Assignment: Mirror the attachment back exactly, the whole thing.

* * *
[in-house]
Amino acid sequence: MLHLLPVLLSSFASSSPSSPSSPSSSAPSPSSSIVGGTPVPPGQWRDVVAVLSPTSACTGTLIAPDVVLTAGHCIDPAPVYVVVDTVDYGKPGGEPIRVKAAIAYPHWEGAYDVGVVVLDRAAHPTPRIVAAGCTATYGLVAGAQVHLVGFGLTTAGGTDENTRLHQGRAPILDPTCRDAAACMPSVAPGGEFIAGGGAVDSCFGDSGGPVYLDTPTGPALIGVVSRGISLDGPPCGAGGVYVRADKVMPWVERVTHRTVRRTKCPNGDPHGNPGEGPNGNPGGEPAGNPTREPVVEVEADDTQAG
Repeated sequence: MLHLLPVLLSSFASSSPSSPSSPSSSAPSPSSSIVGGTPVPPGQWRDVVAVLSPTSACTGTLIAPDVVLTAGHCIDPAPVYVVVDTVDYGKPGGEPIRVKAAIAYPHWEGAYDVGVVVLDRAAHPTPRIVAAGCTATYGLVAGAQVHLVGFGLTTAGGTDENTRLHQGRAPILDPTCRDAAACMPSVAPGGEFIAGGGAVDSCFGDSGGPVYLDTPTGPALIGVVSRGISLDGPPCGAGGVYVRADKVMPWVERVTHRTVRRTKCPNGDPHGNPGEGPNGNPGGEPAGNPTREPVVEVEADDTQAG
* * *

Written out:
[in-house]
Amino acid sequence: MLHLLPVLLSSFASSSPSSPSSPSSSAPSPSSSIVGGTPVPPGQWRDVVAVLSPTSACTGTLIAPDVVLTAGHCIDPAPVYVVVDTVDYGKPGGEPIRVKAAIAYPHWEGAYDVGVVVLDRAAHPTPRIVAAGCTATYGLVAGAQVHLVGFGLTTAGGTDENTRLHQGRAPILDPTCRDAAACMPSVAPGGEFIAGGGAVDSCFGDSGGPVYLDTPTGPALIGVVSRGISLDGPPCGAGGVYVRADKVMPWVERVTHRTVRRTKCPNGDPHGNPGEGPNGNPGGEPAGNPTREPVVEVEADDTQAG
Repeated sequence: MLHLLPVLLSSFASSSPSSPSSPSSSAPSPSSSIVGGTPVPPGQWRDVVAVLSPTSACTGTLIAPDVVLTAGHCIDPAPVYVVVDTVDYGKPGGEPIRVKAAIAYPHWEGAYDVGVVVLDRAAHPTPRIVAAGCTATYGLVAGAQVHLVGFGLTTAGGTDENTRLHQGRAPILDPTCRDAAACMPSVAPGGEFIAGGGAVDSCFGDSGGPVYLDTPTGPALIGVVSRGISLDGPPCGAGGVYVRADKVMPWVERVTHRTVRRTKCPNGDPHGNPGEGPNGNPGGEPAGNPTREPVVEVEADDTQAG